As our recent investigative series on violence in the Philadelphia School District ran, I heard from a number of people who wanted to know what could be done to fix this huge, systemic problem. One of the experts we spoke with for the series, Dr. Charles A. Williams of Drexel University's Center for the Prevention of School-Aged Violence, wrote an essay on one way to tackle the problem. What do you think?
Dr. Williams writes:
The recent Inquirer series “Assault on Learning” was eye-opening, evoking a strong emotional response and chronicling what many have known for years — that Philadelphia has a serious problem of school violence.
I believe this problem helps explain the district’s abysmal dropout rates, low teacher retention, and low test scores. Students cannot learn if schools are unsafe. Yet neither the paper’s editorial board nor the reporters of the series also considered the critical role of parenting.
As an educational psychologist and director of the Center for the Prevention of School-Aged Violence at Drexel University, I work to address issues of education, child safety, and violence prevention. And what I have come to realize is that the influence of parenting cannot be overstated. I am not a parent myself, although I hope to be one day. It seems to be the toughest job in the world. So I honor those parents who work hard to raise decent, kind and productive children. However, the negligent behaviors of some people have left me pondering whether we should require a license to parent.
Working as behavior specialist some years ago, I was assigned to a particularly challenging case, a 5-year-old struggling with serious aggression issues. On my weekly home visit I was appalled at what I saw. This troubled kindergartner, who had problems controlling his behavior and using profane language, was sitting in the living room, facing a large television, playing Grand Theft Auto, one of the most violent video games on the market. This is a game where you can score points by smacking around a prostitute and cursing.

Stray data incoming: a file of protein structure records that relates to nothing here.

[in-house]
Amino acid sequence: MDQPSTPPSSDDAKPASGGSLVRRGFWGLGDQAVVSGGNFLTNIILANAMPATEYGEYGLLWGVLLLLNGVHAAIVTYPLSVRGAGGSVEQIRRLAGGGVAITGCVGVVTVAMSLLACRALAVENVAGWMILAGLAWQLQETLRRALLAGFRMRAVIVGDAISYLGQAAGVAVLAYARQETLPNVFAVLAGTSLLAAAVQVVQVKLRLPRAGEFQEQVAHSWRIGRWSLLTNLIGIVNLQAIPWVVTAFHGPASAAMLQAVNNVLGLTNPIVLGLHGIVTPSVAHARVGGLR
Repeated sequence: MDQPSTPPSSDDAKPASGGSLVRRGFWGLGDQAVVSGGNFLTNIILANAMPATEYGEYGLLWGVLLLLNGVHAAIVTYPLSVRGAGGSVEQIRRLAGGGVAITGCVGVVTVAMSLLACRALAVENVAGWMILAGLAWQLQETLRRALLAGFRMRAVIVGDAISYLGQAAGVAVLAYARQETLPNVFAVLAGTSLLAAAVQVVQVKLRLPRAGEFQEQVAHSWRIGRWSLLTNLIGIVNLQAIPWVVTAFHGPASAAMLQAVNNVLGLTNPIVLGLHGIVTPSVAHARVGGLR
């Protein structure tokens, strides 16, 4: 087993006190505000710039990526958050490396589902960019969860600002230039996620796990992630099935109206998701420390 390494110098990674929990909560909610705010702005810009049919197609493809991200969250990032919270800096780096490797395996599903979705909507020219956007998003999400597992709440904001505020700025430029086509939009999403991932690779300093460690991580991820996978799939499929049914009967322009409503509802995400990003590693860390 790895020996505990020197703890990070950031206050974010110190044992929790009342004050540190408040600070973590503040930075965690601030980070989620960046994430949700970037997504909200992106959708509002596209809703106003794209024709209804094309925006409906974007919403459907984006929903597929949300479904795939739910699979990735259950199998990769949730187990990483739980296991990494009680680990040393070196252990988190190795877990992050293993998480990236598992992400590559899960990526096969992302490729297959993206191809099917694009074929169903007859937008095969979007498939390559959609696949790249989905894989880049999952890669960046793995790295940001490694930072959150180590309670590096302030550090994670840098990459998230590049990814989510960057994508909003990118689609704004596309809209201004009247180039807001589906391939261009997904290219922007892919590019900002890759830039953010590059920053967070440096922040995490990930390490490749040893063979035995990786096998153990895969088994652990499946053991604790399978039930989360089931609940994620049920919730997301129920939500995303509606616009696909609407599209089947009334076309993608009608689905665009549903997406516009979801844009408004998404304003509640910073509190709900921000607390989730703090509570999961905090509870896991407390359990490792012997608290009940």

Annoyed, I asked the mother if she felt it appropriate that her very young, yet very troubled son play such a game. Her response opened my eyes — “Do you think it’s wrong?” I could only stare at her. However, what became apparent is that she meant well, she just didn’t know. I would have to focus my efforts on educating and supporting parents like her.
On a good day, the best teacher cannot undo the damage poor parenting can cause. Parents socialize their children, shape their attitudes and behaviors, through instruction and modeling. However, many fail to do so. And this is where I disagree with Dr. Ackerman: If kindergartners are committing assaults, parents, not teachers, are to blame. Parents need to provide consistent guidance, which includes setting boundaries; meting out appropriate discipline for bad behavior; teaching and reinforcing positive values and morals; and creating an enriched home environment. An enriched home environment means that there should be more books than video games; more conversations about the value of education and fewer about Wendy Willams’ awful performance on Dancing with the Stars.
Now, given that too many parents fail at their most important job, I am calling for an intervention — parent mentors. Just as we use mentors to support children, we can utilize a similar approach to support parents. I realize that this is a tough sell in tough economic times, with massive budgets cuts looming on the horizon. It would be well worth the investment.
The Annie E. Casey Foundation’s Juvenile Detention Alternative Initiative reports that it costs over $70,000 annually to place youth in detention facilities. We should support parents on the front end — at a fraction of the cost of incarcerating their children — and that would make detention less necessary.
Parent mentor programs could be offered at schools, community centers and places of worship. Such an intervention would create stronger families, greater academic success for children, and an end to the violence so pervasive in our schools and our communities.
Charles A. Williams, III PhD, is an educational psychologist. He serves on the faculty of the School of Education and directs the Center for the Prevention of School-Aged Violence at the Goodwin College of Drexel University (http://goodwin.drexel.edu/cposav/index.php). He contributes to Fox 29 and recently received the Alison Award from the National Adoption Center for his service to children.